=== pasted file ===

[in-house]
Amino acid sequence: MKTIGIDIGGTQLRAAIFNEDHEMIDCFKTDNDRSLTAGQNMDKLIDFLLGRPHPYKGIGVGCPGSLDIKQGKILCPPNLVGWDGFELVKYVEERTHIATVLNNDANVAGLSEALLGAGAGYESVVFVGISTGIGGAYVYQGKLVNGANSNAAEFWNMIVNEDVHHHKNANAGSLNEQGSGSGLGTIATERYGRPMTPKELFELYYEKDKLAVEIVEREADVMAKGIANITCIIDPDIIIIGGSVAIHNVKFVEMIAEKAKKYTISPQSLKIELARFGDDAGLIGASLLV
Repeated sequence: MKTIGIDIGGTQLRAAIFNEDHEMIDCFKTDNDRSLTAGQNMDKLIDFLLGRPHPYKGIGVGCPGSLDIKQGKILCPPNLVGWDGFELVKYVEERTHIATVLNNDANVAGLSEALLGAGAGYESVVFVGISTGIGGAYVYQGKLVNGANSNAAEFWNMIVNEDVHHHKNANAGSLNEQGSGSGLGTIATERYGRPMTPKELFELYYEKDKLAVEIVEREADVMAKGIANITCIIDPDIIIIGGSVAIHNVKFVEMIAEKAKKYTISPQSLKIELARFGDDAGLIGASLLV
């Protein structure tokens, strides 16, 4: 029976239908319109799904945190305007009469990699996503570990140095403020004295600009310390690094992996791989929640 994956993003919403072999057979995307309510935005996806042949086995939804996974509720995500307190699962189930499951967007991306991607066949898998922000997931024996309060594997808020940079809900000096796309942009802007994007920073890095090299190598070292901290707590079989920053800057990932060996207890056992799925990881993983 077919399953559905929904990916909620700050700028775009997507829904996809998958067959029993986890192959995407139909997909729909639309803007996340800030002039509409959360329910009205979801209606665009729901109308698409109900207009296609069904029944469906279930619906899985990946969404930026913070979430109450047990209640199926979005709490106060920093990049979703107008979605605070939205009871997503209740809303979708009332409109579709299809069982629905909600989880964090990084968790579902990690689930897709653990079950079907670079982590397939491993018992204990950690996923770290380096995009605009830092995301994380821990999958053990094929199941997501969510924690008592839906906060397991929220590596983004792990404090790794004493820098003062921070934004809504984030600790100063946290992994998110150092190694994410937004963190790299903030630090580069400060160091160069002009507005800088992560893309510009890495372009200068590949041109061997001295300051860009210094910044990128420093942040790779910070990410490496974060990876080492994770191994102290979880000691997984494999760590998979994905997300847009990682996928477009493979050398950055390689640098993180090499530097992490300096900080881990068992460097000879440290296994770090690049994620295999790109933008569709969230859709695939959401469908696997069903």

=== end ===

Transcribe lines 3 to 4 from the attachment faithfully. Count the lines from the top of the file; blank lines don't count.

Repeated sequence: MKTIGIDIGGTQLRAAIFNEDHEMIDCFKTDNDRSLTAGQNMDKLIDFLLGRPHPYKGIGVGCPGSLDIKQGKILCPPNLVGWDGFELVKYVEERTHIATVLNNDANVAGLSEALLGAGAGYESVVFVGISTGIGGAYVYQGKLVNGANSNAAEFWNMIVNEDVHHHKNANAGSLNEQGSGSGLGTIATERYGRPMTPKELFELYYEKDKLAVEIVEREADVMAKGIANITCIIDPDIIIIGGSVAIHNVKFVEMIAEKAKKYTISPQSLKIELARFGDDAGLIGASLLV
């Protein structure tokens, strides 16, 4: 029976239908319109799904945190305007009469990699996503570990140095403020004295600009310390690094992996791989929640 994956993003919403072999057979995307309510935005996806042949086995939804996974509720995500307190699962189930499951967007991306991607066949898998922000997931024996309060594997808020940079809900000096796309942009802007994007920073890095090299190598070292901290707590079989920053800057990932060996207890056992799925990881993983 077919399953559905929904990916909620700050700028775009997507829904996809998958067959029993986890192959995407139909997909729909639309803007996340800030002039509409959360329910009205979801209606665009729901109308698409109900207009296609069904029944469906279930619906899985990946969404930026913070979430109450047990209640199926979005709490106060920093990049979703107008979605605070939205009871997503209740809303979708009332409109579709299809069982629905909600989880964090990084968790579902990690689930897709653990079950079907670079982590397939491993018992204990950690996923770290380096995009605009830092995301994380821990999958053990094929199941997501969510924690008592839906906060397991929220590596983004792990404090790794004493820098003062921070934004809504984030600790100063946290992994998110150092190694994410937004963190790299903030630090580069400060160091160069002009507005800088992560893309510009890495372009200068590949041109061997001295300051860009210094910044990128420093942040790779910070990410490496974060990876080492994770191994102290979880000691997984494999760590998979994905997300847009990682996928477009493979050398950055390689640098993180090499530097992490300096900080881990068992460097000879440290296994770090690049994620295999790109933008569709969230859709695939959401469908696997069903």